1958 Dual-Ghia ConvertibleSOLD
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Estimate: $225,000-$300,000 US

Sold: $209,000

230bhp, 315 cu. in. D-500 V8 engine, two-speed automatic transmission, independent front suspension with coil springs and semi-elliptic rear leaf springs, and four-wheel drum brakes. Wheelbase: 115"

The origins of the Dual-Ghia date back to 1953, when Chrysler commissioned Ghia to build a number of advanced show cars based on Virgil Exner’s design for the Thomas Special. Included in these Specials were the four Dodge Firearrows, which created such a sensation at their debut that the public demanded a production version. While Chrysler declined to expand on this opportunity, Eugene Casaroll negotiated for and successfully acquired the rights to build a car based on this unique design.

Casaroll’s Dual Motors Company, based in Michigan, shipped modified Dodge chassis to Italy, upon which Ghia fitted stylish, handmade bodies that were hammered into shape over wooden bucks. Once returned to the Dual facilities in Detroit, the cars were fitted with Chrysler D-500 Hemi V8 engines and Powerflite transmissions. Production continued briefly from 1956 to 1958, with the original styling only mildly changed. While the original Ghia-built Firearrows did not have tailfins, growing public acceptance of this feature encouraged Casaroll to instruct Ghia to add a small and subtle tailfin to the already established body design.

Approximately 117 Dual-Ghias were built from 1956 to 1958, and the vast majority bore the Convertible body of the car featured here. Priced at a lofty $7,646, the Dual-Ghia was $1,000 more expensive than the ultra-luxurious Cadillac Eldorado Biarritz Convertible, and the most renowned celebrities of the 1950s, including the members of the “Rat Pack”, quickly adopted it as their car of choice. It was Casaroll’s intention to build and sell limited quantities of just 150 cars per year, but his refusal to compromise on quality proved to be the company’s undoing, as Dual Motors reportedly lost money on every car produced.

The first known owner of this particular car, chassis 191, was Mrs. Grace Danko of Woodstock, New York. In fact, 191 stayed in the New York area for many years as it was then sold to Mr. Peter Balis of Baliston Lake, who in turn sold it to Wayne Huie of Memphis, Tennessee. Mr. Huie ultimately sold 191 to an enthusiast in Canada, where it has resided ever since.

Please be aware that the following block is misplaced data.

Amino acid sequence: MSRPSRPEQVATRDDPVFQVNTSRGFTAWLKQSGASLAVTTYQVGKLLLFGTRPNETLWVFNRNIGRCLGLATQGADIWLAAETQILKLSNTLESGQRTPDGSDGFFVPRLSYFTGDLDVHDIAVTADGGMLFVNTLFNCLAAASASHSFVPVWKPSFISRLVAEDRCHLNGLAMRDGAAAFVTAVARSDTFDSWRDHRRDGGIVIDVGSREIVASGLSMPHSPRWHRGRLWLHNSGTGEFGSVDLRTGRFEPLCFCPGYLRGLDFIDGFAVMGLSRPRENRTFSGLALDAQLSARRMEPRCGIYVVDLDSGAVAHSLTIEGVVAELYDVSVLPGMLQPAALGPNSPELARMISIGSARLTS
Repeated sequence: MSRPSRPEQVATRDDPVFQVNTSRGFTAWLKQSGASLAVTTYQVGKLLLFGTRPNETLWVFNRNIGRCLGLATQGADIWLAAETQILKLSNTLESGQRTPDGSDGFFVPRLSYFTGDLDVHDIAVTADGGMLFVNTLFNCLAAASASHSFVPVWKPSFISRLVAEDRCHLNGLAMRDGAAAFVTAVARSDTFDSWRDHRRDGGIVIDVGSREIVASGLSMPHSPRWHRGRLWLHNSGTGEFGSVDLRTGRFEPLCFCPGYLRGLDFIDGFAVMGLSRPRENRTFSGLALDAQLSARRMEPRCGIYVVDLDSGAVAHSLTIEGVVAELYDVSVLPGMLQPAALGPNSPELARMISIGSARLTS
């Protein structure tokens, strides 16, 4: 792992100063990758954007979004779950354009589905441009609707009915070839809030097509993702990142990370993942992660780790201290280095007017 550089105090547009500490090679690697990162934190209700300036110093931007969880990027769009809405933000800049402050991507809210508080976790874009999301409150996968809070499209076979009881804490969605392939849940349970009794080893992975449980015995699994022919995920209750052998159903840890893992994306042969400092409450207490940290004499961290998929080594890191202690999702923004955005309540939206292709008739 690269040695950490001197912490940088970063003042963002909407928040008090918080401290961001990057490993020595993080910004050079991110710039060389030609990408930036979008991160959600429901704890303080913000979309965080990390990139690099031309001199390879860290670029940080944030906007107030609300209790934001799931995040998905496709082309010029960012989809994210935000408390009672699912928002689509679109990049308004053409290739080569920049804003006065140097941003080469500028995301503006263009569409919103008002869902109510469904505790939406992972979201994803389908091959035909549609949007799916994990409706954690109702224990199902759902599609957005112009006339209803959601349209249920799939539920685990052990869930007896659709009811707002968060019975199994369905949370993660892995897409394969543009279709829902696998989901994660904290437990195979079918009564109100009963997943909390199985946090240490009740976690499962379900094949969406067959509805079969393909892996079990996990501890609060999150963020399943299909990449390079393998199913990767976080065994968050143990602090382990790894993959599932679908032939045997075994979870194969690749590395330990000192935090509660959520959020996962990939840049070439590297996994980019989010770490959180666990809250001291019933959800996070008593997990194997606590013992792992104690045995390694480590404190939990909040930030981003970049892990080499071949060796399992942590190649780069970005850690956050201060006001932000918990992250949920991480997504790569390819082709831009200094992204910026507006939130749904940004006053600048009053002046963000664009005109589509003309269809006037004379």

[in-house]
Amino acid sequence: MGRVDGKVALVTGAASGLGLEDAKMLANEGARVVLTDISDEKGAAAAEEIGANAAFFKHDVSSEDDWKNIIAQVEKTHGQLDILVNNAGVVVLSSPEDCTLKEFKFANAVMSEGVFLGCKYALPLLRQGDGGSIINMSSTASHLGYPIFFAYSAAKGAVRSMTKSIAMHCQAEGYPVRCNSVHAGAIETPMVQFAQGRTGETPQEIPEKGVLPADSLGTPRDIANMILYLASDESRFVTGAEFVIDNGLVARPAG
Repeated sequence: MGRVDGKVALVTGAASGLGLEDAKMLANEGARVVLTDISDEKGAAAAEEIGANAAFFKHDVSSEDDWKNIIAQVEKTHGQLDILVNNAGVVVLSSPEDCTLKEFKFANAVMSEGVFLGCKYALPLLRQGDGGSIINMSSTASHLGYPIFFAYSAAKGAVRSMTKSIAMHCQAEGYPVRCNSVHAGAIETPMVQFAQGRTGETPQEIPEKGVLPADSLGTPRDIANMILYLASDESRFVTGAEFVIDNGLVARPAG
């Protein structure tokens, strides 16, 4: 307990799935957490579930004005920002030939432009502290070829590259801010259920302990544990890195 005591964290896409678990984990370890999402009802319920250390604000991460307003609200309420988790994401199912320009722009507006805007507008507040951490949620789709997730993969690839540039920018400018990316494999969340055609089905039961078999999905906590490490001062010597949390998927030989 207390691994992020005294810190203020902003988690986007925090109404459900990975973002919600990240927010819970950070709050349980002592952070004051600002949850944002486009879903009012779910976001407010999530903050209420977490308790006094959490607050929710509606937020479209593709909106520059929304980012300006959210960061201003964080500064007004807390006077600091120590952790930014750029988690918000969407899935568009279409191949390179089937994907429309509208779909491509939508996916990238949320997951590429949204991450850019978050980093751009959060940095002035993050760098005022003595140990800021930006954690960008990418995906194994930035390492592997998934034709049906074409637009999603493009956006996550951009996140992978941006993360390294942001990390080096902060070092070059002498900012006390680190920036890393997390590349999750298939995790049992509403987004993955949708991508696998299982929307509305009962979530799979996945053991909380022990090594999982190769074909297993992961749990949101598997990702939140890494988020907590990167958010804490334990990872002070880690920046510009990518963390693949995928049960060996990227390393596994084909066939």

Beautifully presented in every respect, the car has since benefited from a professional, show-quality restoration. It is finished in Eggplant, the same color with which it left the factory, as evidenced by paint remnants uncovered during the restoration. It is a striking finish, made all the more stunning by a burgundy/cream interior, Kelsey-Hayes wire wheels, dual rear antennas and the lack of rear fins, which were an omission on later Dual-Ghias, reflecting the eventual move away from the flamboyant aerospace-inspired designs of the 1950s. The vendor believes this car to be one of the rare Dual-Ghias to leave the factory without fins, although no documentation is currently available to support this. In fact, the owner even went through the trouble of having molds made for these fins and elected not to use them after being convinced it never had them to begin with. Furthermore, many of the experts and judges who have viewed the car attest to its authenticity and factory correctness.

Given the sheer quality of its restoration, this Dual-Ghia may very well be one of the finest examples in a class of cars that has been tremendously exclusive since its introduction over fifty years ago. In its time, it was said that a Rolls-Royce was reserved for those who could not obtain a Dual-Ghia. Its powerful Hemi and sexy Italian styling have certainly lost none of their allure and luster.

Reference Number 38576

as of 2/10/2009

Car 1958 Dual-Ghia Convertible
VIN DG191 
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